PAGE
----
Horse show to resume
The town’s reputation for horse showing and rider performance is rivaled by only the Louisville competition, where world champion stallions and riders are crowned.
In fact, promoter Maurice Ewing said the Blowing Rock Charity Horse Show is often a tune-up for the Kentucky show, which seasoned veterans call the Super Bowl of showing.
“We don’t select world champions, but we’ve had world champions showed here,” Ewing said on the caliber of horses previously shown in Blowing Rock. “We’ve also had world champion riders compete here.”
The second installment of the nationally acclaimed show enters its second and final phase of the season, when riders take to the grounds of the Equestrian Preserve July 23 to 28 and Aug. 1 to 4 for the hunter-jumper competition.
Now, in its 90th year, the horse show has attracted riders from across the nation. Last year, 19 states were represented in the annual show, Ewing said.
Since its inception in 1923, the horse show has become more than just a seasonal attraction or competition for the town.
“The town of Blowing Rock is the show’s biggest asset, and we are a big asset for the town,” Ewing said. “There is a mutual admiration. There are a lot of us who have been associated with the show all of our lives. This is my 65th show.”
Ewing is not unique in that regard.
“There are people coming to this show longer than I have,” Ewing said. “Some who were riding or exhibiting now have grandchildren in the show. I think the way those of us involved … that have embraced not just the part of the good will of the show, but also as part of our lives is what makes it unique.”
Riders and horses have taken to the same grounds since 1928, adding a historical component to the show.
“One thing that makes the show unique is we don’t have any lights and probably never will,” Ewing said. “That is time off people normally don’t get. The purpose of that is that when it gets dark, then that’s it, and we have to call it a day. That way, everyone gets to make dinner reservations and walk the town. The show grounds are conveniently located close to town.”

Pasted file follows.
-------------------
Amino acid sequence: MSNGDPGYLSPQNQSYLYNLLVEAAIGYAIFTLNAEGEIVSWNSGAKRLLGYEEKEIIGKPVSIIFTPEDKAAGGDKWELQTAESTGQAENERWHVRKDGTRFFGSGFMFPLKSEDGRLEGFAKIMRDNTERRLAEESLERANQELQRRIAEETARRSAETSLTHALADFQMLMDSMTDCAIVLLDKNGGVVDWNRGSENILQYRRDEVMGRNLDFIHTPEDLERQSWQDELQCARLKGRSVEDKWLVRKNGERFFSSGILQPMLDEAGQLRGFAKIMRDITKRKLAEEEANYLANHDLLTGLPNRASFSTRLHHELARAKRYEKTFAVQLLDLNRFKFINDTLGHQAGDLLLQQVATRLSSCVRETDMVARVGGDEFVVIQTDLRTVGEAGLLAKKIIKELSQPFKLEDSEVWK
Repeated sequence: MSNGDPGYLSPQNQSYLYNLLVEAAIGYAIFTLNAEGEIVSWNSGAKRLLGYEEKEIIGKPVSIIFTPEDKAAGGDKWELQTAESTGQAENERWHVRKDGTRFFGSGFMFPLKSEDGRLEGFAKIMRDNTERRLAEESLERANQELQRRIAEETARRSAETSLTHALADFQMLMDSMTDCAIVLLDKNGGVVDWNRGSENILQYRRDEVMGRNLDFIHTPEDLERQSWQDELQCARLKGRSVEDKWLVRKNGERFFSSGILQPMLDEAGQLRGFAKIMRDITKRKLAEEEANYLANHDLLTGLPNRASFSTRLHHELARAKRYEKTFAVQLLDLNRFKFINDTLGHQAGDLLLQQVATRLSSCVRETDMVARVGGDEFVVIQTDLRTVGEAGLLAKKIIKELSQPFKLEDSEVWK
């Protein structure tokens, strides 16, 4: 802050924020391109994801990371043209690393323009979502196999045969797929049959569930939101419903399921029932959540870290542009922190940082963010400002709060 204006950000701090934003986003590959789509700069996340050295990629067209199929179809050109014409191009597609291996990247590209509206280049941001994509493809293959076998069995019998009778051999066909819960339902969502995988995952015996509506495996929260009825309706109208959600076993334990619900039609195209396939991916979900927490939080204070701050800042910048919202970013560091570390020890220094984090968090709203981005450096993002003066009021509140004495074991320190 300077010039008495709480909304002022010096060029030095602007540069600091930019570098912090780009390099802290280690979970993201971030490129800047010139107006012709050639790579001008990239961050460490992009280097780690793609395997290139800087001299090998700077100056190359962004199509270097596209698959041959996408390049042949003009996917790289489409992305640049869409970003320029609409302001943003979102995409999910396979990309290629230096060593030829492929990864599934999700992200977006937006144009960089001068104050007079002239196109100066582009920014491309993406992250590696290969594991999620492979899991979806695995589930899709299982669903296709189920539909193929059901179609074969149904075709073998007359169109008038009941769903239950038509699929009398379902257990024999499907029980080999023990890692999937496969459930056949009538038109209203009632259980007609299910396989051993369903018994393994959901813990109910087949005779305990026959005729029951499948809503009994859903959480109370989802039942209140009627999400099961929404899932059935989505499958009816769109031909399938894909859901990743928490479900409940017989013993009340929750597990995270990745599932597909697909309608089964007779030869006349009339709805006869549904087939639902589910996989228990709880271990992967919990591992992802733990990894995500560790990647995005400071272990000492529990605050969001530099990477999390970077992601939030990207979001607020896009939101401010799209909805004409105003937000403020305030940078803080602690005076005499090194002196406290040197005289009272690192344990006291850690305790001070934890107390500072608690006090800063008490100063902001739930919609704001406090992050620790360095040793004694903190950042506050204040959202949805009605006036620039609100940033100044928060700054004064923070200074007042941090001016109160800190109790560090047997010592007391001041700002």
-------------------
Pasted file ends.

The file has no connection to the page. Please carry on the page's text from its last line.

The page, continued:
The upcoming competition follows last week’s saddlebred division, Ewing said.
Adding intrigue to the production, the hunter-jumper division consists of two separate shows and creates the possibility for the awarding of double points.
“The two shows are almost identical in every way,” Ewing said.
Typically, there is a four- to six-week break between the first and second phase of the show. Ewing said organizers schedule the two events so they do not coincide with any other regional horse shows, as required by association regulations.
The hunter-jumper portion is rated “AA” and is a designated show for the National Hunter Derby. Blowing Rock is the only show in North Carolina designated for World Championship Hunter rider points, according to a news release.
Traditionally, proceeds from the Blowing Rock Charity Horse Show go to numerous local civic organizations, including Blowing Rock Fire and Rescue, Blowing Rock Rotary Club, the Blue Ridge Parkway Foundation, Danny and Ron’s Rescue, Saddlebred Rescue, Watauga County Humane Society, Appalachian State University Equestrian Team and Horse Helpers of the High Country.
The 90th Blowing Rock Charity Horse Show takes place from 8 a.m. to 5 p.m. daily July 23 to 28 and July 31 to Aug. 4 at the L.M. Tate Horse Show Grounds at the Blowing Rock Equestrian Preserve, located at 1500 Laurel Lane in Blowing Rock. Ticket cost at the gate for spectators is $5 per day. Box seats may also be available for an increased price. For more information, call (828) 295-470